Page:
Colombia veers to the right as President Petro's allies lose by wide margins in regional elections

BOGOTA, Colombia (AP) — Allies of President Gustavo Petro lost by wide margins in municipal and provincial elections Sunday, in what analysts called a sign of growing discontent with Colombia’s first left-wing government.

Candidates for the president’s Historical Pact party failed to win mayorships in any of the nation’s main cities and won governorships in only two small provinces along Colombia’s southern border, according to results released on Sunday night by election officials.

Races for governorships were won mostly by candidates from traditional parties on the center and the right, which were beaten by Petro in last year’s presidential election and lost to independent candidates in the last regional elections four years ago.

Some analysts said Sunday’s outcome threatens Petro’s efforts to get the congress to make significant changes to the nation’s health system and its labor laws.

“This sends a message to some lawmakers who were perhaps on the fence about returning to the government, that it’s not going to be in their electoral interests” to support Petro’s proposals, said Will Freeman a fellow for Latin American Studies at the Council on Foreign Relations. “The winds are changing in Colombia.”

But others argue the president has leverage to get his social and economic changes through congress. Pedro Medellin, a political analyst in Bogota, said Petro could withold funds earmarked for cash-strapped municipal and provincial governments to pressure governors into guaranteeing their parties' congressional members vote for his proposals.

“Colombia is a very centralized nation, where the president has monumental powers" Medellin said.

Petro won the presidential election after campaigning to make far-reaching economic and social changes that would give the government a greater role in the provision of services like health care, education and public transport.

Once in office, he pushed through measures to raise income taxes and cut tax breaks for businesses, and he has arranged ceasefires with rebel groups that did not join a 2016 peace deal between Colombia’s government and the Revolutionary Armed Forces of Colombia rebels.

But his economic overhaul has mostly stalled in the congress, where Petro’s coalition fell apart earlier this year amid differences over what changes are needed.

Meanwhile, a lack of security continues to afflict rural parts of Colombia. Kidnappings for ransom and extortion of local businesses have increased despite efforts by the government to reach ceasefires with groups like the National Liberation Army.

“Despite wins at the (negotiation) table, the actual day-to-day lives of people in these areas has not improved,” said Elizabeth Dickinson, a Colombia expert at the International Crisis Group. “The perception is that security has gotten worse.”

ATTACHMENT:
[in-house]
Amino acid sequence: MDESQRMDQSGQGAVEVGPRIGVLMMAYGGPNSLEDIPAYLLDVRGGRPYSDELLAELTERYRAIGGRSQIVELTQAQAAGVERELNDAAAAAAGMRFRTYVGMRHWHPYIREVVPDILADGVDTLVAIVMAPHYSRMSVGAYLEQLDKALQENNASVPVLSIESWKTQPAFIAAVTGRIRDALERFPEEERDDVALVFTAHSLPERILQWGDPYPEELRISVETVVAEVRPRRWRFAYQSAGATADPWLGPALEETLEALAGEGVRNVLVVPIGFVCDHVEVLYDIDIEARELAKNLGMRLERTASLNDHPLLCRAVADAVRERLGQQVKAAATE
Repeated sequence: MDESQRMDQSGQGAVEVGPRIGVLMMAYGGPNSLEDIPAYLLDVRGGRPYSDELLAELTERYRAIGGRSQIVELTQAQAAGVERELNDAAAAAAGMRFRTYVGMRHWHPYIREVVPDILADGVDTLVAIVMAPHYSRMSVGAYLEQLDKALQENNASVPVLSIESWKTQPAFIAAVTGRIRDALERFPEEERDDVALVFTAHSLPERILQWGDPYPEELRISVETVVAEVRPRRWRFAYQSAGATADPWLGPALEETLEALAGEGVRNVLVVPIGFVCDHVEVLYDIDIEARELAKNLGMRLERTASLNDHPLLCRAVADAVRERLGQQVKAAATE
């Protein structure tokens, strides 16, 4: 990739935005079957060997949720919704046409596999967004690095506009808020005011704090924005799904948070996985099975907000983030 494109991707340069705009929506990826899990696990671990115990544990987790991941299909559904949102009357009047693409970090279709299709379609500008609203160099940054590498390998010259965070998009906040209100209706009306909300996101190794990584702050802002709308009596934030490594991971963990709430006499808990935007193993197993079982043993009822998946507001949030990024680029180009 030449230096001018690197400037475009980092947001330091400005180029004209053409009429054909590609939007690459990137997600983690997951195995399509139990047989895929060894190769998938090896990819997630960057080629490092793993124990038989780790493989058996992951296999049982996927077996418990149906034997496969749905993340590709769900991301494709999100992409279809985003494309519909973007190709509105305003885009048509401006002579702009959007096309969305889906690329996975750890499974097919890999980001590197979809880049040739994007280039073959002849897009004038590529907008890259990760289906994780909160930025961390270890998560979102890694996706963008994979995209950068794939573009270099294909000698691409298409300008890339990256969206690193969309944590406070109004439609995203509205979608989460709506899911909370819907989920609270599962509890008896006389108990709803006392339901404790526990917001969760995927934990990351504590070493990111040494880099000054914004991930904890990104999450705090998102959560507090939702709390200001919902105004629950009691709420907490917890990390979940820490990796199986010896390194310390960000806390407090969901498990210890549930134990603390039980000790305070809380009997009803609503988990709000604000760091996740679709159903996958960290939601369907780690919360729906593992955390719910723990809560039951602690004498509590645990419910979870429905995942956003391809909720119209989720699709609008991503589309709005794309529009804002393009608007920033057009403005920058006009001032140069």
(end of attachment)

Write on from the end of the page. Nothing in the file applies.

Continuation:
Colombians received a painful reminder of the security woes on Sunday, as gunmen kidnapped the parents of national soccer star Luis Diaz in the northern province of La Guajira. His mother was quickly rescued by police but his father is still missing.

Some voters also appeared to be angered by Petro’s intrusion into local races, particularly in Bogota, where the president organized town hall meetings in the weeks before the election that also served as rallies for his handpicked candidate, Gustavo Bolivar.

Petro also upset some in Bogota by challenging a plan to build an elevated rail system that has already been contracted by the city and is expected to receive funding from the national government. He argued it should be replaced for an underground line that would take longer to build.

Petro’s candidate finished in third place, with just 18% of the votes. Carlos Fernando Galan, a centrist, was elected mayor with 49%.

“Voters did not react well to the metro comments, beause they were seen as an unwelcome intrusion,” said Yann Basset, a political science professor at Bogota’s Rosario University.

He said the local elections showed that the leftist president has struggled to build a party that reaches beyond his personal appeal to voters and provides a “lasting” alternative to conservative parties.

Petro’s supporters noted that the president’s party, which was founded in 2021, won dozens of city council seats as well as races for neighborhood councils.

Still the results were less favorable than expected.

In Cali, a city that spearheaded large protests against inequality in 2021 and voted heavily for Petro in last year’s presidential election, the Historical Pact’s candidate only got 10% of the vote in the mayoral race. Alejandro Eder, a center-right businessman linked to the region’s sugar cane industry, won with 40%.

“The results go in line with the traditional political tendencies” of many regions, Dickinson said. “They sort of make last year look like an outlier.”